Tom Bias: Pepperoni rolls are not real West Virginia food
Give me a break. Pepperoni rolls? Are these people out of touch with West Virginia - particularly Southern West Virginia?
Ask Chuck Yeager: Cornbread, buttermilk, leather britches - that sounds more like home.
At my grandparents', we ate pinto beans, fried potatoes and cornbread twice a day, six days a week.
Sunday was a treat. Grandpa Bias would take me with him to the chicken house and we would pick out two fat hens.
He would kill the two hens and I would pluck the feathers.
Grandpa would cut them up, and Grandma set the table on Sundays with fried chicken, mashed potatoes (a little variety from six days of fried potatoes) and then she would add fresh green beans (canned green beans if out of season) and all manner of garden-raised produce in the summertime.
For dessert, Grandma usually baked two or three apple pies (my favorite to this day). There were homemade biscuits, sausage, bacon, fried eggs, cornmeal mush, jam, and fresh cow's milk and butter (that I had helped Grandma churn) for starters for breakfast.
The small farm had large vegetable gardens, at least one dairy cow, a horse or mule used to plow the gardens, and a pony for the kids.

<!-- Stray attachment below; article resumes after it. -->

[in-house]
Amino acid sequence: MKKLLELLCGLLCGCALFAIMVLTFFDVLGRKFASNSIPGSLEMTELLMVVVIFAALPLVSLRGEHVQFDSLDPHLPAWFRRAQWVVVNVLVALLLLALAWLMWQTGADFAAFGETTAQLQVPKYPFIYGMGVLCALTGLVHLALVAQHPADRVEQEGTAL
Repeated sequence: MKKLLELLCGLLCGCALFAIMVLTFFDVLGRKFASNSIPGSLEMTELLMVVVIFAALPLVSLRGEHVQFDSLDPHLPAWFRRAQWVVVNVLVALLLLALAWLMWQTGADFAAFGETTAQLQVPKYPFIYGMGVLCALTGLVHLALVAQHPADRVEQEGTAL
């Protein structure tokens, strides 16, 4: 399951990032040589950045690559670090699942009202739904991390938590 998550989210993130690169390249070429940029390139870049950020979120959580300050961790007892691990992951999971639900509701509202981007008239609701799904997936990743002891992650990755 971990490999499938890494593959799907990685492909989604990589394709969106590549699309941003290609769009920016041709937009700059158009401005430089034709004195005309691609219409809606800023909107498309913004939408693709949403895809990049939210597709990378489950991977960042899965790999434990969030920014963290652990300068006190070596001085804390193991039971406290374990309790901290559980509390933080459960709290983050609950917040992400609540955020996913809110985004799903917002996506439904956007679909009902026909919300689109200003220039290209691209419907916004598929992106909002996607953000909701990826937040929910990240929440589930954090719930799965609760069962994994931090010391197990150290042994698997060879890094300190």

There was always enough food on the table to feed a small army. On Sunday after church we might have 20 to 30 family members show up.
And you had better eat. My grandmother felt slighted if family and visitors didn't receive her hospitality.
Sorry, I got carried away.
I guess it was the pepperoni rolls that stirred me up (I like them, too).
Thanks for letting me return for a few minutes to my childhood and a bowl of pinto beans, cornbread and fried potatoes.
I wonder if the chefs at The Greenbrier can cook anything like Grandma Bias could.
On second thought, I vote for "apple pie."
Bias, who lives near Madison, is a retired social studies teacher and a longtime pastor. He grew up on Hewett's Creek.